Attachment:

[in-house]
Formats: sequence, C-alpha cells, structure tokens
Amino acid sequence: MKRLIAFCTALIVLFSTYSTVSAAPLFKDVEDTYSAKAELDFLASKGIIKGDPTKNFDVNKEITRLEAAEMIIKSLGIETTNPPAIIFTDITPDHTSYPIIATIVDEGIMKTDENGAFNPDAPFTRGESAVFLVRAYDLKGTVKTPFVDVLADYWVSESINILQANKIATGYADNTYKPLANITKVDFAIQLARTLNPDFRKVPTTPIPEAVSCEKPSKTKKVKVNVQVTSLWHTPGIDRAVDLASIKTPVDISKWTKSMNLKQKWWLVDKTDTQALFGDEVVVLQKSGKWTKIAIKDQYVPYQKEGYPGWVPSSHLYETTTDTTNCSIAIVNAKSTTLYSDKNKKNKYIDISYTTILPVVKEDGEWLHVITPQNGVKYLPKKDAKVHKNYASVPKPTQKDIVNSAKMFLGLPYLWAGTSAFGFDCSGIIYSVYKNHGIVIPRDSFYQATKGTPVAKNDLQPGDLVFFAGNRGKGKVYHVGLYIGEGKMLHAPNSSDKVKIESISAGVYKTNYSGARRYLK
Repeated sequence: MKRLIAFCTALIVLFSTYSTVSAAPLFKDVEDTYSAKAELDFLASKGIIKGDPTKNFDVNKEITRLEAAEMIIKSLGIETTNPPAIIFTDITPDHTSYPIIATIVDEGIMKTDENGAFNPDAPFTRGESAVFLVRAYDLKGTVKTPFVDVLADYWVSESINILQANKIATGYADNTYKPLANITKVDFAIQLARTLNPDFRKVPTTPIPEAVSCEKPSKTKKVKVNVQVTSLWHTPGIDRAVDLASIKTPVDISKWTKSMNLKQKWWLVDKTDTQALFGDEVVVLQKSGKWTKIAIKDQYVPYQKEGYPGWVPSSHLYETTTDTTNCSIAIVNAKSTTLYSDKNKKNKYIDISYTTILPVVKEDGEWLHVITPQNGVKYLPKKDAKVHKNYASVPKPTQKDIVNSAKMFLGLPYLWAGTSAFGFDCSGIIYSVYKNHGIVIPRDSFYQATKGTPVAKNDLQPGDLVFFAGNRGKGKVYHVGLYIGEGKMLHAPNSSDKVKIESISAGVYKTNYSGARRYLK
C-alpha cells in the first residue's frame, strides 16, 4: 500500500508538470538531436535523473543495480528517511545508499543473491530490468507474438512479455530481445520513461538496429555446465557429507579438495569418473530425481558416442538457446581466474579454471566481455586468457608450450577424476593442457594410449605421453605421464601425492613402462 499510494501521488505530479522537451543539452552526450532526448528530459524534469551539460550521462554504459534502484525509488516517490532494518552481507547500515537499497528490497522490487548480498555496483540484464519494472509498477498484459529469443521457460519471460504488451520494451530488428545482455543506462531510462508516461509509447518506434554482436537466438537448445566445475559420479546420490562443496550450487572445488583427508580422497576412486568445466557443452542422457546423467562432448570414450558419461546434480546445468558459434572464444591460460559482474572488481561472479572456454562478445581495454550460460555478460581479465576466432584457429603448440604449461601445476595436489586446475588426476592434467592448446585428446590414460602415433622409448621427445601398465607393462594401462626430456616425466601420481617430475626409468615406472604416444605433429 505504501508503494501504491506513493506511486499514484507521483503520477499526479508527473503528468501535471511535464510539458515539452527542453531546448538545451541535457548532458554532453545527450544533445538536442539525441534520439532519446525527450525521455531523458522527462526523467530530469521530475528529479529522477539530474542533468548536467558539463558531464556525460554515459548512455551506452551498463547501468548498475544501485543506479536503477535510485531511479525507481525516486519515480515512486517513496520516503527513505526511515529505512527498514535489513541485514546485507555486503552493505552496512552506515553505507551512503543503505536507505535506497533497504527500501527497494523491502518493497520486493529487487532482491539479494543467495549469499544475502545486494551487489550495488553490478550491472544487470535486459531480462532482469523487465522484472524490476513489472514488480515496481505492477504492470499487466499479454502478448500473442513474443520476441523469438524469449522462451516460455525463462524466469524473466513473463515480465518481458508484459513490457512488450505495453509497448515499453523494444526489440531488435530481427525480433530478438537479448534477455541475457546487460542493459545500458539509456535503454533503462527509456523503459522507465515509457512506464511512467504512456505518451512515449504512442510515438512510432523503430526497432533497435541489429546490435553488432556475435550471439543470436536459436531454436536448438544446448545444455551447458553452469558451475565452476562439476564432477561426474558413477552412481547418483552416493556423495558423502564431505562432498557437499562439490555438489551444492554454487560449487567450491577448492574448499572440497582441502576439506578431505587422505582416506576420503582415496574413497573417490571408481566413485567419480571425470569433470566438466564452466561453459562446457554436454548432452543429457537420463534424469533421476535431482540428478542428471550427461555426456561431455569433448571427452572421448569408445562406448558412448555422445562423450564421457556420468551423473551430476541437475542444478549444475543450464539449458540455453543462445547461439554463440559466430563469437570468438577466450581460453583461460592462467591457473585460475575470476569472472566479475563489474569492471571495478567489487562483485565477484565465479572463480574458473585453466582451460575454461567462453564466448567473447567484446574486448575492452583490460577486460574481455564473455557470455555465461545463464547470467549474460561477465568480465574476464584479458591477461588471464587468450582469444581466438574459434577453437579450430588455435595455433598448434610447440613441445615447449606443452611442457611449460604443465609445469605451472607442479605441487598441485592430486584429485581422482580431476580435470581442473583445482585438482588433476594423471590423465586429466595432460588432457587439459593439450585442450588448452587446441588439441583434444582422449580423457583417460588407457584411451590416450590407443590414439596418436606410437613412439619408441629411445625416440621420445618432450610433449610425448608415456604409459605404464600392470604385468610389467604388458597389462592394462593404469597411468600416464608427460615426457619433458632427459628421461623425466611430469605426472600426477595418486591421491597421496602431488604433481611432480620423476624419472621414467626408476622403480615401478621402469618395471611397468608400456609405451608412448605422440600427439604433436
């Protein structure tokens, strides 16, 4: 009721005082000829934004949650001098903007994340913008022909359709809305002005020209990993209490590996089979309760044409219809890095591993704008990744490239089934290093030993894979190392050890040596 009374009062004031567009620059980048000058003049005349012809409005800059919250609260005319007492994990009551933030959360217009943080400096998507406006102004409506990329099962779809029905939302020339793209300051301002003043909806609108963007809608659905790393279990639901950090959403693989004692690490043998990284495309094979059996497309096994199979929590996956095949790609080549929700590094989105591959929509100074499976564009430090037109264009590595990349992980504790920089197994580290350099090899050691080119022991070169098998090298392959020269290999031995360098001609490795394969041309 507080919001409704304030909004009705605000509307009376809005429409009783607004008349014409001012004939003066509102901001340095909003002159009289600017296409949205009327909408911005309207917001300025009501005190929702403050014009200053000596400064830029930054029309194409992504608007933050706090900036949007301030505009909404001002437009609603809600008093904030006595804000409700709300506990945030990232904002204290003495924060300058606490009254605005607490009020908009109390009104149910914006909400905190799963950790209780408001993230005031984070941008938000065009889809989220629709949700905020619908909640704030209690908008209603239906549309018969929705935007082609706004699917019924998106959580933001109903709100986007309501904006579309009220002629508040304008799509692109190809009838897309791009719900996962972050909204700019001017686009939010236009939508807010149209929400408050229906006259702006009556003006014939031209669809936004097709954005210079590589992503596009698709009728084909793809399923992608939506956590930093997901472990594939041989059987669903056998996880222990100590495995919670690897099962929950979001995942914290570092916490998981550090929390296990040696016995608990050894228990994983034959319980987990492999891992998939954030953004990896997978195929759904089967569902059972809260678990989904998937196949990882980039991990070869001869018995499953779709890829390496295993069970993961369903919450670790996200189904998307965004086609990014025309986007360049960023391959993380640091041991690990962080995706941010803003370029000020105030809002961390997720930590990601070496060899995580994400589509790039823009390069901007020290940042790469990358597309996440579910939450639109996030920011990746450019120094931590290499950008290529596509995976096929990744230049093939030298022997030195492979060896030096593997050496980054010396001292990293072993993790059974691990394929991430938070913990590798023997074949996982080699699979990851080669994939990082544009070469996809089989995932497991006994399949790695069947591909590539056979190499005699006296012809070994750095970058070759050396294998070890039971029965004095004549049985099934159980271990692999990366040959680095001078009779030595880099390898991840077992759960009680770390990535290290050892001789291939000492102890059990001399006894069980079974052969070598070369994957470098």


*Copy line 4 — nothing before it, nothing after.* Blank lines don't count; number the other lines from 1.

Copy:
Repeated sequence: MKRLIAFCTALIVLFSTYSTVSAAPLFKDVEDTYSAKAELDFLASKGIIKGDPTKNFDVNKEITRLEAAEMIIKSLGIETTNPPAIIFTDITPDHTSYPIIATIVDEGIMKTDENGAFNPDAPFTRGESAVFLVRAYDLKGTVKTPFVDVLADYWVSESINILQANKIATGYADNTYKPLANITKVDFAIQLARTLNPDFRKVPTTPIPEAVSCEKPSKTKKVKVNVQVTSLWHTPGIDRAVDLASIKTPVDISKWTKSMNLKQKWWLVDKTDTQALFGDEVVVLQKSGKWTKIAIKDQYVPYQKEGYPGWVPSSHLYETTTDTTNCSIAIVNAKSTTLYSDKNKKNKYIDISYTTILPVVKEDGEWLHVITPQNGVKYLPKKDAKVHKNYASVPKPTQKDIVNSAKMFLGLPYLWAGTSAFGFDCSGIIYSVYKNHGIVIPRDSFYQATKGTPVAKNDLQPGDLVFFAGNRGKGKVYHVGLYIGEGKMLHAPNSSDKVKIESISAGVYKTNYSGARRYLK